Retailers are always entitled to seek the agreement of its employees to a reduction in entitlements, pay and benefits. As noted above, employees may be willing to reach such an agreement if the alternative is a redundancy of their position.

Currently, however, in the absence of a Fair Work Commission variation to the Retail Award, any substantial reduction or variation in duties or entitlements which is unilaterally imposed by the employer will usually amount to repudiation (i.e. fundamental breach) of the employee’s employment contract.

It is also important to remember the various protections available to employees if an employer decides to reduce entitlements or terminate in circumstances where they are ill or injured or because they have family responsibilities. Under the Fair Work Act, an employee is protected from being dismissed because of a temporary absence due to illness or injury.

Can we force our store employees to take annual leave?

The Retail Award allows retailers to direct employees to take annual leave if there is a close down of operations (clause 32.5).

However, the Award requires employers to give employees at least 4 weeks’ notice before the leave commences. Despite the impracticality of this requirement in the current circumstances, not providing the mandatory notice period would amount to a breach of the Award.

The Fair Work Commission’s orders granting temporary variations to the Hospitality Award and Clerks Award extended the circumstances in which an employer can direct employees to take annual leave. In particular, these variations now allow employers to direct employees to take annual leave with only 24 hours’ notice in the case of employees covered by the Hospitality Award and 1 week’s notice (or an agreed shorter period) in the case of employees covered by the Clerks Award.

We understand that the SDA and relevant employer associations are currently in discussions and are considering making a similar application to the Fair Work Commission to vary the Retail Award.

Currently, it is preferable to obtain the agreement of employees that they take annual leave, without the need for a direction that may breach the Retail Award in terms of notice provided. The employment contracts and an applicable leave policy (if any) should also be considered to determine whether these impose any limitations on directing employees to take annual leave.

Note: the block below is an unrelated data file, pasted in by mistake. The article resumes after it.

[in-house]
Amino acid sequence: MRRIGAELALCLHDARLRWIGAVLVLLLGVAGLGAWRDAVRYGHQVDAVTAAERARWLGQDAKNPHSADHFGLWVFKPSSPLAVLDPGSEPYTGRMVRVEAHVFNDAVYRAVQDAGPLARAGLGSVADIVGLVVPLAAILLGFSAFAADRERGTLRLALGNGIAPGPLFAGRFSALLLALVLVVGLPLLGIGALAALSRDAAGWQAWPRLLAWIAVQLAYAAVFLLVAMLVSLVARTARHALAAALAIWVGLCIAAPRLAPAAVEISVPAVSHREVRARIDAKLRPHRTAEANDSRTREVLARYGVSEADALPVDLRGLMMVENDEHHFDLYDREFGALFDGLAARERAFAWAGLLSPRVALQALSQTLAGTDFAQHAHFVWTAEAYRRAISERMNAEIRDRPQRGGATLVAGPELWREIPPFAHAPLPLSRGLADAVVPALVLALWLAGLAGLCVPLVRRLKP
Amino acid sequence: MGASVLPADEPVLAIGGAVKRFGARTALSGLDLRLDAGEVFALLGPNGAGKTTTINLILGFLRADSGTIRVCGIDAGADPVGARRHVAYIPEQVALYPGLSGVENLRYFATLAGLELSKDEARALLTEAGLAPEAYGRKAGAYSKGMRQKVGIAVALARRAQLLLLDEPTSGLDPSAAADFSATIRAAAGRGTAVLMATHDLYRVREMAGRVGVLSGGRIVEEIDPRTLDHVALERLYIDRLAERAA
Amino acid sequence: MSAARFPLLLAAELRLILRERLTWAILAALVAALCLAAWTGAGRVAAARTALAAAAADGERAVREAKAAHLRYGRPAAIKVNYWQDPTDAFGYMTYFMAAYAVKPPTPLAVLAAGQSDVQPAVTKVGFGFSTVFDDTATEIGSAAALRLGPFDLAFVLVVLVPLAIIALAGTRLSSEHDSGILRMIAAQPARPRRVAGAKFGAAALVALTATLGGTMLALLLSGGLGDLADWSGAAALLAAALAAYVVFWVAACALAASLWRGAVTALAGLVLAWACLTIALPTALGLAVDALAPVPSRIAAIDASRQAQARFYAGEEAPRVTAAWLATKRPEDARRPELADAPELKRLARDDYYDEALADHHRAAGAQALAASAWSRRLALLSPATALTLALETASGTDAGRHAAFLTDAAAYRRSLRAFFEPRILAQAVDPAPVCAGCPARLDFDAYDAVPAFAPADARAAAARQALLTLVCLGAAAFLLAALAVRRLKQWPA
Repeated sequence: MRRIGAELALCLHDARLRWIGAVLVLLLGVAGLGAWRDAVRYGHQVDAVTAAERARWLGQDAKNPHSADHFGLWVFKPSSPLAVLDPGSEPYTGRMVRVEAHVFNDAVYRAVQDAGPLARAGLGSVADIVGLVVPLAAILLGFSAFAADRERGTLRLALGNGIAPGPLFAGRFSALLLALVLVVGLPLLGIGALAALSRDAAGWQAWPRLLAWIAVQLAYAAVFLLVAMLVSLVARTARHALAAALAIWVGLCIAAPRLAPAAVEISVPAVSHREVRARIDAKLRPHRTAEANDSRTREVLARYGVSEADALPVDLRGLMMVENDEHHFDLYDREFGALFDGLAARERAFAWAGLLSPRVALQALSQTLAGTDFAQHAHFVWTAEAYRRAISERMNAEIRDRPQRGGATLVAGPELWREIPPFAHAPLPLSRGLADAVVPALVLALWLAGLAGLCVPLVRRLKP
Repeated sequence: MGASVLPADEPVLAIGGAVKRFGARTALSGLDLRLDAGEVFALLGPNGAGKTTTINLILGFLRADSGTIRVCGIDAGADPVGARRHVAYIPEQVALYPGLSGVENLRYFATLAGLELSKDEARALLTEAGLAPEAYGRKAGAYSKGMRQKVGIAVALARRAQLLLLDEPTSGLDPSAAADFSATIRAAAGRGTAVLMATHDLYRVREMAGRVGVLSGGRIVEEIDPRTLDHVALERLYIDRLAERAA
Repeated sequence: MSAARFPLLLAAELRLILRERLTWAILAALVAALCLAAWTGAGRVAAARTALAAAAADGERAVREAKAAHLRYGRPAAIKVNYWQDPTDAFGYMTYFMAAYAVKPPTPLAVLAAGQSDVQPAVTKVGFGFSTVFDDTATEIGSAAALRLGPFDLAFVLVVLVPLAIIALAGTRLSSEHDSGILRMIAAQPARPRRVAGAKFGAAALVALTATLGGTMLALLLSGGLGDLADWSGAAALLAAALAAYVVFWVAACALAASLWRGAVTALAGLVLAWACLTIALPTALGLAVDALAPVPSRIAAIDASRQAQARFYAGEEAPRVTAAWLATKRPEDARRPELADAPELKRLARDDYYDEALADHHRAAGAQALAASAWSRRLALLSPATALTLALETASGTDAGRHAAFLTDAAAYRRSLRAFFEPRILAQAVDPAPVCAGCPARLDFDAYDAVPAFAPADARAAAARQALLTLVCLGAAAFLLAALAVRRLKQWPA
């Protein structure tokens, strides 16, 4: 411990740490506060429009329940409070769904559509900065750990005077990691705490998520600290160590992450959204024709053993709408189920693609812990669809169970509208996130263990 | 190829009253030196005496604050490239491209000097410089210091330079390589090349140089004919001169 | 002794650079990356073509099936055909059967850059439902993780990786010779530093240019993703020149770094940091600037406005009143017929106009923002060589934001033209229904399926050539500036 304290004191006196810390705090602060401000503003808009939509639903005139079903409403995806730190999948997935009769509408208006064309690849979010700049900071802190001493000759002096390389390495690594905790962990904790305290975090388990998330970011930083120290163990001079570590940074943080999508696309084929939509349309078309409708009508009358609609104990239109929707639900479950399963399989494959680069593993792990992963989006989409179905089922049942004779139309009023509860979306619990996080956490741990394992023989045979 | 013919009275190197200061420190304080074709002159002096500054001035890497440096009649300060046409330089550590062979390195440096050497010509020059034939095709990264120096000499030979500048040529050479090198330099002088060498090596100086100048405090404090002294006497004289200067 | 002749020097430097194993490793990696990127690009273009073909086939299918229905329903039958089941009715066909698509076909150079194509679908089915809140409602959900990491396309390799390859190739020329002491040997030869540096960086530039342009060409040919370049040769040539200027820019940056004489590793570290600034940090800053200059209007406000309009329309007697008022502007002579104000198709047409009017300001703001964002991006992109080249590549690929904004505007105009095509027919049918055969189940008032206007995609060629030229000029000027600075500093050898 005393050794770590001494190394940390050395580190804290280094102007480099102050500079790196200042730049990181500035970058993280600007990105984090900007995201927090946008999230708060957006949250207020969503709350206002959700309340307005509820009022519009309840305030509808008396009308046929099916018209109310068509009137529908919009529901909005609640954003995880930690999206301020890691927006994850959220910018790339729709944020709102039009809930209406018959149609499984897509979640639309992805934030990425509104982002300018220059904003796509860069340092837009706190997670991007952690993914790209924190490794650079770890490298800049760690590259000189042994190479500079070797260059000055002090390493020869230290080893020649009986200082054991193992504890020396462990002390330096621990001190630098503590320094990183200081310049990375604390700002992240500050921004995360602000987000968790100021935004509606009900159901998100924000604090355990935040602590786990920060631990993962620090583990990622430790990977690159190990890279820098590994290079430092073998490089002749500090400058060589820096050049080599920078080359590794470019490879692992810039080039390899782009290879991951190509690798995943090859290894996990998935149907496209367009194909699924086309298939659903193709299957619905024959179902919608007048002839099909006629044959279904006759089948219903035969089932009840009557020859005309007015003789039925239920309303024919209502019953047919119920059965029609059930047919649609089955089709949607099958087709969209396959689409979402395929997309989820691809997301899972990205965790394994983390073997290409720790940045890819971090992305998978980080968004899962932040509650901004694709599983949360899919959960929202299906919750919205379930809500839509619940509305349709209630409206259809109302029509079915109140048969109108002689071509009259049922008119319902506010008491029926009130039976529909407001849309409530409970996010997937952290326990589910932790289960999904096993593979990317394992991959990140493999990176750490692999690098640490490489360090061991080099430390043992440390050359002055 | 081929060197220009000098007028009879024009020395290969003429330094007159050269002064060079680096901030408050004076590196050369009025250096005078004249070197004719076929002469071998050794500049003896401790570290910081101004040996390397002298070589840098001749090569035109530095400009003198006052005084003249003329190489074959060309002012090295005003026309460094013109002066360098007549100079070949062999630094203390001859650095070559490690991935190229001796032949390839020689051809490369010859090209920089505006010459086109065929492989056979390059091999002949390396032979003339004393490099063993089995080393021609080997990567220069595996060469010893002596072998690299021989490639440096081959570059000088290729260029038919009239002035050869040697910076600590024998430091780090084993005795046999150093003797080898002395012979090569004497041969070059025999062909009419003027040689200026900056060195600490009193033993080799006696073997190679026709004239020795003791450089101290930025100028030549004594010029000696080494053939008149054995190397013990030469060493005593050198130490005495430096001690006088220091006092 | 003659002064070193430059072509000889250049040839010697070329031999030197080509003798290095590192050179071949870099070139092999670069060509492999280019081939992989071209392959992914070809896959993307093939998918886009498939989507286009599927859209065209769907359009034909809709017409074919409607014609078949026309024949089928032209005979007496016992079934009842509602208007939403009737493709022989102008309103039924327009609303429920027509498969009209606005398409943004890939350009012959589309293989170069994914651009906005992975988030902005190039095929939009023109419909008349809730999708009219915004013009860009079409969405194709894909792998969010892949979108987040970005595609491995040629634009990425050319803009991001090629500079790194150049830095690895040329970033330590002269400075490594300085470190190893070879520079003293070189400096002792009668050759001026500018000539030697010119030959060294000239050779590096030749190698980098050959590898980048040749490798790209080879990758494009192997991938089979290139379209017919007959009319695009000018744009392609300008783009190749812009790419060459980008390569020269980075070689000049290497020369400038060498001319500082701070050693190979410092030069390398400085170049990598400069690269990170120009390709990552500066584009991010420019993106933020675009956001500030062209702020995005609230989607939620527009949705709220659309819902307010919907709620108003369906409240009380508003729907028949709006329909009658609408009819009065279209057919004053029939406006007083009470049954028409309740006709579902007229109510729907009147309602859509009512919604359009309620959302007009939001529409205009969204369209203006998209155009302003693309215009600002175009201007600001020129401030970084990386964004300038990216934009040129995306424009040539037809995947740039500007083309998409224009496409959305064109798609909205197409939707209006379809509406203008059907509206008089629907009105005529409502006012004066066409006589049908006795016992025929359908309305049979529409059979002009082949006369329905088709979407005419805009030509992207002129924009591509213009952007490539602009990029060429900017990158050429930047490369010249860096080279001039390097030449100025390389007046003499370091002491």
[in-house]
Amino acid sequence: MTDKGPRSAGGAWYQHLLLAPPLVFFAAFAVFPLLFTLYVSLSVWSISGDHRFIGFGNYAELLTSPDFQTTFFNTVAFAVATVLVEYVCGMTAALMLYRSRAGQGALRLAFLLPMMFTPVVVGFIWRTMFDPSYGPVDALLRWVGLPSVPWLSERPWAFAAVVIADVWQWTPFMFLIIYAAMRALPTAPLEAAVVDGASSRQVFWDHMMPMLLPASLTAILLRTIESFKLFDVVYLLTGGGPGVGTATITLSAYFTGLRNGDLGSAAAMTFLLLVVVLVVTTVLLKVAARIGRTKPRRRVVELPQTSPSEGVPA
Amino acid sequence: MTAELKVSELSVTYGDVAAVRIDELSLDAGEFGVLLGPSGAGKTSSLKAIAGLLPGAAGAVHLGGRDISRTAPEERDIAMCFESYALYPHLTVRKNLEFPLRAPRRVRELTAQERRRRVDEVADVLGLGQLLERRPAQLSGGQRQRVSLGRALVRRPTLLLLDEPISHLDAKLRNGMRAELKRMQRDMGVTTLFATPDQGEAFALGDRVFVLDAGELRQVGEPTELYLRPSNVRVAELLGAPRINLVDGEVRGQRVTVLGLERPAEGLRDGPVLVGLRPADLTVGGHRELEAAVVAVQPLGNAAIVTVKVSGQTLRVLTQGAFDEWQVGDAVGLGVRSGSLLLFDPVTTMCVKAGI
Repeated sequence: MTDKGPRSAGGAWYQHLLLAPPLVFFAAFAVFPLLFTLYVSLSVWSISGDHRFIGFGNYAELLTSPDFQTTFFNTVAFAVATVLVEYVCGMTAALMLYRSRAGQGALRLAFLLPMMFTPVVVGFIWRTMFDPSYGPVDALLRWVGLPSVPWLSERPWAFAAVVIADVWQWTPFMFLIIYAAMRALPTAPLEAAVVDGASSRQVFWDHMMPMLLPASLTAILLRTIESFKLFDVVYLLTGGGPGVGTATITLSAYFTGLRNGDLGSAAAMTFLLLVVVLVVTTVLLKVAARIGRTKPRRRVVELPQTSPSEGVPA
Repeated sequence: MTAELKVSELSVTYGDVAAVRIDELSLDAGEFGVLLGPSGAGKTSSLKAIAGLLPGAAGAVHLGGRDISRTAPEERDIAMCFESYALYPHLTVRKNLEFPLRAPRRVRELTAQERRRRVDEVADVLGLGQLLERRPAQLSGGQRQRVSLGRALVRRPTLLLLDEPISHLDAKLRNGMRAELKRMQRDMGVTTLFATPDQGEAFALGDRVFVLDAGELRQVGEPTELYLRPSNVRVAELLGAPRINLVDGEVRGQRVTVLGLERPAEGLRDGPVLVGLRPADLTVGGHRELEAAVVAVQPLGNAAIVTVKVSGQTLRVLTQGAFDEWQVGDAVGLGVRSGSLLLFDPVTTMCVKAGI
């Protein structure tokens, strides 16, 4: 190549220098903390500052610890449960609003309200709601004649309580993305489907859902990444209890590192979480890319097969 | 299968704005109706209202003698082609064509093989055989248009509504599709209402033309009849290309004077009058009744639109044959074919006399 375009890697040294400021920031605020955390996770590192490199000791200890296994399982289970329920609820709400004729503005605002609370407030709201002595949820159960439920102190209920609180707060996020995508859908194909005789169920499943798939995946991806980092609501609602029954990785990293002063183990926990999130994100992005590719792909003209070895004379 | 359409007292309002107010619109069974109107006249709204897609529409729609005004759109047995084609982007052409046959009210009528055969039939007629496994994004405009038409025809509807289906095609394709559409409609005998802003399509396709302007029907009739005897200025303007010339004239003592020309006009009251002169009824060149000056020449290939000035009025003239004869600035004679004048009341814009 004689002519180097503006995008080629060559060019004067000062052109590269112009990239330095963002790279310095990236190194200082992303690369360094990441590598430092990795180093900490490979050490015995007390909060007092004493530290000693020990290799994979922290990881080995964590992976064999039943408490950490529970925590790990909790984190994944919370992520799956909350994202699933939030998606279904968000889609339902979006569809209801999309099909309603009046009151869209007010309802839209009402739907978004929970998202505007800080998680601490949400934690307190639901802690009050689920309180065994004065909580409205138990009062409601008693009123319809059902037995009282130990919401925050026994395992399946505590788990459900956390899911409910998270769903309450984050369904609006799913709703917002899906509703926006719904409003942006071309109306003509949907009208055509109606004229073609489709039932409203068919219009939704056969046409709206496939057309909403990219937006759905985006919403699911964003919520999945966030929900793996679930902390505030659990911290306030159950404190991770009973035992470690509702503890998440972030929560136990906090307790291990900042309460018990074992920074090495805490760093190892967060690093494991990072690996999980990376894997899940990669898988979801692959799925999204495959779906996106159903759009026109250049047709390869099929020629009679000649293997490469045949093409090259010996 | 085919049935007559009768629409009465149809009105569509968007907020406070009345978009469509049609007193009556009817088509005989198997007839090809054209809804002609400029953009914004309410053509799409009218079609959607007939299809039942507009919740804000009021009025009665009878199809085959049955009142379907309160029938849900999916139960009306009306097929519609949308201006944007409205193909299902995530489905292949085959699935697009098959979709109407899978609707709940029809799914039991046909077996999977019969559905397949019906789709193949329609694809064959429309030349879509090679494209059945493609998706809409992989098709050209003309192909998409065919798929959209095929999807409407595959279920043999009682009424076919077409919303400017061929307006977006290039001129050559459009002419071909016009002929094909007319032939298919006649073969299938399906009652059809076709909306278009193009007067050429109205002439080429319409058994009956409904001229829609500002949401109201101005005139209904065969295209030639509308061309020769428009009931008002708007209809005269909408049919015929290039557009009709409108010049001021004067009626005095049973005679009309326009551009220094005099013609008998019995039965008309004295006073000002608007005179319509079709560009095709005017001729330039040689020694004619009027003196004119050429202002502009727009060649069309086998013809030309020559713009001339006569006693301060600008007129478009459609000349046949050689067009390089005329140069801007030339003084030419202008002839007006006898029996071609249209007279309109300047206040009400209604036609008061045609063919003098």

Can we force our employees to take paid personal leave?

No. Paid personal/carer’s leave can only be taken by an employee when they are not fit for work because of personal illness or injury or to provide care or support to a member of the employee’s immediate family or household.

Paid personal leave may be available to employees who are required to care for a child in circumstances where schools have closed.

What should we do now?

While there is no current government directive requiring all retailers to close, this is a rapidly developing situation and it is possible that such a directive will be made by the Federal or a State government soon with various exclusion for essential services.

In the interim, employers are now requesting employees to take annual leave, or negotiating with employees for reduced hours or even leave without pay where the employer is not yet able to invoke the Fair Work Act provisions and stand down employees without pay. The JobKeeper Payment will provide some assistance to employees who agree to leave without pay. Any such period of leave should be limited and not provide any guarantee or ongoing right to paid leave given that it may be necessary to invoke the Fair Work Act stand down provisions in the coming days/weeks.

As the ability to stand down employees depends on individual circumstances, please do not hesitate to reach out to our employment specialists in our dedicated Consumer Goods and Retail Industry Group for further advice.


Kellie-Ann McDade is a partner in the Employment and Industrial Relations team at Baker McKenzie, Melbourne. Kellie-Ann joined the Firm in 2008 from the employment and industrial relations practice of another city law firm. She helps clients with a wide range of employment and industrial relations issues including advising on terminations, occupational health and safety and risk management, employee benefits and entitlements, anti-discrimination law, and changes to workplace legislation matters.